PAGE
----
Surveys of compliance with the Medicare conditions of participation are coming back for all types of providers and suppliers, although there will be deference to the infection risks of COVID-19, according to an Aug. 17 CMS memo. Enforcement actions that had been put on hold because of the public health emergency (PHE) also will start to be resolved with a mix of on-site and desk reviews.
CMS had suspended nonemergency surveys in a March 4 memo so facilities could focus on the coronavirus. State surveyors have limited their survey activities to serious health and safety threats and for months stuck largely to immediate jeopardy and complaint-driven reviews. In particular, “the summer focus for state surveyors was on nursing homes, because there were so many outbreaks with patients dying,” said Mary Ellen Palowitch, former EMTALA technical lead in the CMS Quality, Safety & Oversight Group who is now with Dentons US LLP in Washington, D.C. CMS said Aug. 14 it had fined 3,400 nursing homes more than $15 million during the public health emergency (PHE) for noncompliance with infection control requirements and failure to report COVID-19 data.
Now CMS has announced it’s time to restore oversight as much as possible. “In addition to ongoing focused infection control surveys, States are encouraged to resume normal survey activities, while also addressing the backlog of surveys that were postponed,” CMS said in the memo, which was written by David Wright, director of the Quality, Safety & Oversight Group in the Center for Clinical Standards and Quality. “While CMS recognizes that resumption of surveys will depend on State reopening plans, staffing, and resources, CMS is requesting that states work with their respective CMS locations to discuss plans and proposed timeframes for completion of required surveys postponed due to the COVID-19 PHE.”
This didn’t come as a surprise to Palowitch. “If you’re moving to more elective procedures and the positivity rate is not as high, it makes sense to go back to normal survey work,” she said.
State surveyors evaluate all “non-deemed” facilities, including nursing homes, as well as “deemed” facilities for licensure issues and complaints. This includes alleged violations of the Emergency Medical Treatment and Labor Act. Accrediting bodies evaluate deemed facilities, including hospitals and home health agencies. They also have the go-ahead to get back to business. “Accrediting organizations with Medicare-approved programs may resume normal activity based on State reopening criteria. Any variations from the approved reaccreditation survey process must receive CMS approval prior to implementation,” CMS said in the memo.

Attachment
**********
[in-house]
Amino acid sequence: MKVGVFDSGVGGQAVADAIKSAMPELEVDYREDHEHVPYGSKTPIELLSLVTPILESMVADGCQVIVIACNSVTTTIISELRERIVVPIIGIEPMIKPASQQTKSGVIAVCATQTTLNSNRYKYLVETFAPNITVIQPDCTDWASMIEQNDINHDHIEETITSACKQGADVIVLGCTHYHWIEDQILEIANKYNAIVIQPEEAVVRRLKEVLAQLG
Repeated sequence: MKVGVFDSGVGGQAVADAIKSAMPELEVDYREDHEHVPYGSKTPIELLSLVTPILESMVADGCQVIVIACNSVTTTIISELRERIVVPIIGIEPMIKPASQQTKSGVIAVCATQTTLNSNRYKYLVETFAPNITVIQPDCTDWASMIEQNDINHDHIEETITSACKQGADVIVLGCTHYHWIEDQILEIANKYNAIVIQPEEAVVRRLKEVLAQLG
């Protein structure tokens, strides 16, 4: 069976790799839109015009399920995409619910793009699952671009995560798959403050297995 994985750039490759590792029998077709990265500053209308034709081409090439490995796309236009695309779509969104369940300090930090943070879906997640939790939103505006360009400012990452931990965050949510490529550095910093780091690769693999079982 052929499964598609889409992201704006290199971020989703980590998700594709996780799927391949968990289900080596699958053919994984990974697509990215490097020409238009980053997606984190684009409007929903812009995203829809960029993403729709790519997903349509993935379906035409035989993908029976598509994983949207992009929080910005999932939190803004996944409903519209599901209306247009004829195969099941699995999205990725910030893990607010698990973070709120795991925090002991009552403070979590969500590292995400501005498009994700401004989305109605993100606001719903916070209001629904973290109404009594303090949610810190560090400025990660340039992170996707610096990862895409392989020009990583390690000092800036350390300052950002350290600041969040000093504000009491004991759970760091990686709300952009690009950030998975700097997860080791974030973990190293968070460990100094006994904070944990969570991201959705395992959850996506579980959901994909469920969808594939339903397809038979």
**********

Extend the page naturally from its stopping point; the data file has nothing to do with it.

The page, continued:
“These memos are addressed to the state survey agencies, but they’re released publicly, and all health care facilities should read them,” Palowitch said.
The memo explained that when a state enters phase three of reopening or earlier, it should return to normal survey activity while prioritizing its backlog of surveys accordingly:
“Revisit surveys for past non-compliance that do not otherwise qualify for a desk review;
“Complaint surveys triaged as non-IJ [non-immediate jeopardy] level or higher that have not been completed;
“Special Purpose Renal Dialysis Facilities (SPRDFs);
“Initial surveys of new providers;
“Past-due recertification surveys with a statutorily required survey interval; and
“Past-due recertification surveys without a statutorily required survey interval.”
Surveys Won’t Include Waived Requirements
Regardless of whether the surveyor is investigating a complaint or revalidating for Medicare participation, surveyors (from the state or accreditation organization) will check all areas of compliance, Palowitch said. They will, however, continue to focus on infection control. “The easiest thing to do is go through your normal mock surveys or [Quality Assurance and Performance Improvement] projects, the way things were done before COVID-19 hit,” she said.
Keep in mind that surveyors won’t evaluate compliance with requirements that have been waived under Sec. 1135 of the Social Security Act, Palowitch said. For example, during the PHE, some hospital discharge planning requirements have been waived. Hospitals temporarily don’t have to give patients quality data about skilled nursing facilities, home health agencies and other post-acute care providers.
The memo sets out a four-part process for moving ahead with enforcement, which was stopped when nonemergency surveys were suspended, except for unremoved immediate jeopardy deficiencies:
CMS intends to resolve those enforcement cases that were suspended and provide guidance for closing them out, going forward from the issuance of this memorandum. This process involves four components:
Expanding the Desk Review policy for Plans of Corrections (POCs);
Processing enforcement cases that were started BEFORE March 23, 2020;
Processing enforcement cases that were started ON March 23, 2020, THROUGH May 31, 2020; and
Processing enforcement cases that were started ON OR AFTER June 1, 2020.
Contact Palowitch at email@example.com.